Dredging crews are set to survey the Oregon Inlet again this morning after they suspended operations due to shallow waters. Officials with the U-S Army Corps of Engineers say strong winds brought more sand into the inlet last week. That prevents crews from using their side-casting dredge. Bob Sattin is the chief operator for the Army Corps of Engineers in Wilmington.
Bob Sattin: A side-casting dredge is a dredge that works almost like a lawnmower would work. As it goes over the material, it sucks it up, and then casts it out to the side of the channel. The side-caster needs 5.5 feet in depth of water in order to work. Right now, Oregon Inlet is two feet deep.
Sattin says the corps' does not have the estimated $17 million to contract an ocean pipeline dredge, which works in shallow water. Oregon Inlet serves as a link to the ocean for much of the commercial fishing industry in Croatan Sound.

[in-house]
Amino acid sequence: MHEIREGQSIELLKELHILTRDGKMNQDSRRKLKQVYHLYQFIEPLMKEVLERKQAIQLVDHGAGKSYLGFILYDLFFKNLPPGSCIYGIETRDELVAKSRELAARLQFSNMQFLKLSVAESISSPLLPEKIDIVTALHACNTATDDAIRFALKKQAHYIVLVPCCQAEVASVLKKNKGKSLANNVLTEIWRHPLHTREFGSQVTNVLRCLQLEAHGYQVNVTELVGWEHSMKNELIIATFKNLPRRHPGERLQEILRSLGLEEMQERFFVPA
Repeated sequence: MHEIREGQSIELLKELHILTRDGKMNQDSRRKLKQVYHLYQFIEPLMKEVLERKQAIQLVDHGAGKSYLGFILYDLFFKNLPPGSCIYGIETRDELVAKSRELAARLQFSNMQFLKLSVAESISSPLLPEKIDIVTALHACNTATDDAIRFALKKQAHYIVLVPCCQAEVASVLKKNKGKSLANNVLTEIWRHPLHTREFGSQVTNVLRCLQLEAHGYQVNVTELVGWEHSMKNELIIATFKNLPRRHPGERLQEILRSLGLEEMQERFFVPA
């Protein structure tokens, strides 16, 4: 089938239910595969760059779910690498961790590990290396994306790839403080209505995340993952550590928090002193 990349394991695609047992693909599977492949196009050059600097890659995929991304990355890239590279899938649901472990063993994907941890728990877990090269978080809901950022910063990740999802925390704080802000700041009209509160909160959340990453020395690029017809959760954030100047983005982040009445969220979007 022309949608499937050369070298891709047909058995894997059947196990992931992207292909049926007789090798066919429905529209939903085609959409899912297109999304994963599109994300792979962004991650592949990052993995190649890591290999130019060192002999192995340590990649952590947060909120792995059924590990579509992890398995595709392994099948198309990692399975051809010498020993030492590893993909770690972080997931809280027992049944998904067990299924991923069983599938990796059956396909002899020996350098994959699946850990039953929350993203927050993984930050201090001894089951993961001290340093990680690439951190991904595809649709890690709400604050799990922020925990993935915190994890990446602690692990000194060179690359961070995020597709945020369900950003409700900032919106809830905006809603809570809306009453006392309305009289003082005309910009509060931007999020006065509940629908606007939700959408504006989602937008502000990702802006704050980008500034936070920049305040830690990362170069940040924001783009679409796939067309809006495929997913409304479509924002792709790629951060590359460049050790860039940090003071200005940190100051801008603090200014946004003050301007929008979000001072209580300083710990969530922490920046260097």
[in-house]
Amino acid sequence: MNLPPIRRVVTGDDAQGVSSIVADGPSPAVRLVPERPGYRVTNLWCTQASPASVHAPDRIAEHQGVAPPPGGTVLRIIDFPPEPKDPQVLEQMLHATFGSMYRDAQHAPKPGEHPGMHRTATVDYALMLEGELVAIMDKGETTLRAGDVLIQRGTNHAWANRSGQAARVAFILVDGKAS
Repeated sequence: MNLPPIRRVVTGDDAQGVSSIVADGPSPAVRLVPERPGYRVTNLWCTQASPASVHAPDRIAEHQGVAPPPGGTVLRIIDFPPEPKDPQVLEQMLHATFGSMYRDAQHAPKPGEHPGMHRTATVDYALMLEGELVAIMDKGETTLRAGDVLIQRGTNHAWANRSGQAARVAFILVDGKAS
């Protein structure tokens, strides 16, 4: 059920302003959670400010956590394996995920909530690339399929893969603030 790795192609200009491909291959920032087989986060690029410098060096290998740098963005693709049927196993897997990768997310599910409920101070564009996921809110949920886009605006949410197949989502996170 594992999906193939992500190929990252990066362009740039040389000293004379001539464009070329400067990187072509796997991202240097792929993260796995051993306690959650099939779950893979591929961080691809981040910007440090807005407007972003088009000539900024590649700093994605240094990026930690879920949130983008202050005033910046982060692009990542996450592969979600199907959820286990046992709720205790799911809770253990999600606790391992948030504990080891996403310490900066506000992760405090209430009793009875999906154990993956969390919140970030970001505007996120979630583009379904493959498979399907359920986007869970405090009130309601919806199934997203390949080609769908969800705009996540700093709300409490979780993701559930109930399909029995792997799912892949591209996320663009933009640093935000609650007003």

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National Fisherman Live: 3/10/15
In this episode, Online Editor Leslie Taylor talks with Mike McLouglin, vice president of Dunlop Industrial and Protective Footwear.
National Fisherman Live: 2/24/15
In this episode:
March date set for disaster aid dispersal
Oregon LNG project could disrupt fishing
NOAA tweaks gear marking requirement
N.C. launches first commercial/recreational dock
Spiny lobster traps limits not well received
Today Sen. Lisa Murkowski (R-AK) introduced legislation to extend a permanent exemption for incidental runoff from small commercial fishing boats.
The National Working Waterfront Network is now accepting abstracts and session proposals for the next National Working Waterfronts & Waterways Symposium, taking place Nov. 16-19 in Tampa, Fla. The deadline is Tax Day, April 15.Read more...